I often wonder, why the hell are people in such a rush on the roads here? Particularly in Bavaria, where there really is nothing worth rushing too? It’s the first thing I noticed when I moved here. How crazy overly sensible, law-abiding Germans become once they get behind a wheel.  And that’s really saying something considering I lived in Malta for four years.  Where is everyone so keen to get too? Are there amazing parties  on every day near German autobahns  with free alcohol and sausages that us foreigners don’t know about?

From witness reports it sounds like our accident was actually my fault though, and that I turned across the road into the path of an oncoming vehicle that I somehow didn’t see.

One moment we were driving along without a care in the world, then, bam! The next thing I knew I woke up on the side of the road, with a load of strangers peering down at me, muttering sweet German. “Sie ist in shock!” one woman said.  I looked to the right, saw our smashed up car and another person sprawled out in the road, and I realised there had been a terrible accident.

We all got off extremely lightly considering. I believe the other driver broke both of her legs and is probably still in hospital. I broke three ribs and suffered a bruised lung and spent a week in hospital. My 15-month-old son was in the back and he was completely unharmed, by some kind of miracle. It makes me sick to think that things could have been a lot more serious and I really have been counting our lucky stars.

The poor little mite must have been so traumatised at the time, but mighty Max has been his completely normal, happy and boisterous self since. Which is a right bugger when you’ve got broken ribs. The car is a complete write- off, and we only had third party insurance, but the money means nothing when I feel totally lucky to still be here and to have my son. I just hope the other driver gets better soon.

In England there are speed cameras everywhere, particularly in Essex, the county where I’m from. Here in Bavaria you certainly don’t see as many.

About a week before the accident I was walking through our picture perfect Bavarian village, thinking of how safe it is. “The only danger here are the roads,” I thought to myself.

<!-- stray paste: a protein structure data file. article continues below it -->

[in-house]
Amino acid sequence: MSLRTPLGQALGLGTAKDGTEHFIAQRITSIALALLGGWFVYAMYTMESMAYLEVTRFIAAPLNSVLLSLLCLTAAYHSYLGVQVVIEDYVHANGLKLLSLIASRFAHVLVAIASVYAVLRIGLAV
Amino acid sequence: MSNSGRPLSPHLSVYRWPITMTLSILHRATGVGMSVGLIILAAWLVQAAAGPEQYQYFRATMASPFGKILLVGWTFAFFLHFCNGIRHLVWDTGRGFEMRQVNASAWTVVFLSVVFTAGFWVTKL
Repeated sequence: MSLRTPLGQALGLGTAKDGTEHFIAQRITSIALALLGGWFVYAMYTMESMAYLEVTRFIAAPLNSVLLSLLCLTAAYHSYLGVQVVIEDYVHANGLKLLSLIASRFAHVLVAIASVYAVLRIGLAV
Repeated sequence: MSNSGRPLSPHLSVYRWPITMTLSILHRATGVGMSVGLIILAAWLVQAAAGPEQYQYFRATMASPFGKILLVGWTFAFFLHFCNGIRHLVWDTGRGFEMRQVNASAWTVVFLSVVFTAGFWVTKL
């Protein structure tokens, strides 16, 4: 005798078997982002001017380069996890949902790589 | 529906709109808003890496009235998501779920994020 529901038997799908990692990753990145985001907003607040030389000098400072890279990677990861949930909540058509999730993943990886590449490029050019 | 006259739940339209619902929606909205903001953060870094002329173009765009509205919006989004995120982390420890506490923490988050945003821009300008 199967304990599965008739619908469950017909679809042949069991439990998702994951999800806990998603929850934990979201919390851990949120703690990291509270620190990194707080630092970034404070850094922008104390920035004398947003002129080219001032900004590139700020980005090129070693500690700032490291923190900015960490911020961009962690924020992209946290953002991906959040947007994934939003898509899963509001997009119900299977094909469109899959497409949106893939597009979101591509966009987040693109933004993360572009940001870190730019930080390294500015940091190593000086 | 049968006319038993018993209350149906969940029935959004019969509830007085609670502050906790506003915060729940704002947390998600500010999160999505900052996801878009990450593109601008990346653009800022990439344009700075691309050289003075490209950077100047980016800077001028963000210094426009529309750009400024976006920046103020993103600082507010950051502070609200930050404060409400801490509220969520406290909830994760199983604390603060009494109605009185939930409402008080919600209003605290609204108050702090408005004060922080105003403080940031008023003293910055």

I think I’ll be sticking to the train for a while.

The German in England

After enduring the German in-laws almost every weekend for months, it was time for my German other-half to stomach his British ones on a visit to England. Payback time! Yeah! To make it worse for Markus, where I come from in England is the complete opposite of where he grew up in Bavaria. 
He is from a large rural village populated by clean-living, middle-class folk, situated on a beautiful lake with the Bavarian Alps as its backdrop.

I grew up near Southend-on-Sea in Essex, a large working-class town situated on the murky Thames Estuary, with the industrial works in Kent as its backdrop.

February at Southend Sea front

Photo credit: garyt70

As we neared Southend on Markus’ first visit, I explained that it was a bit of a “sh**hole.” “That is such a strong word!” he replied. “How can somewhere be a sh**hole? That is like…..a hole……full of sh**!” One thing I love about having a relationship with a German is that they take every word you say so literally. Their language is extremely descriptive, which probably doesn’t help matters. (For example, gloves in German translates as hand shoes. Their word for bra translates as bosom holder. I think you get the picture).

I usually stay at my nan’s house when I visit England, as she is getting older, has a nice big house, and a fridge full of food. By Essex standards her abode is very posh. But by Bavarian standards it is a pokey old chaotic hovel full of lots of weird objects called ornaments. A startled horse rearing up on its back legs? Yes she has one of those – in green. A dog sadly staring out into the distance wondering what’s for tea tonight? Yes she has one of those too, in fine cream china. A tea pot in the shape of a man doing the splits? Yes of course! As Markus said on arrival: “It’s like a museum.”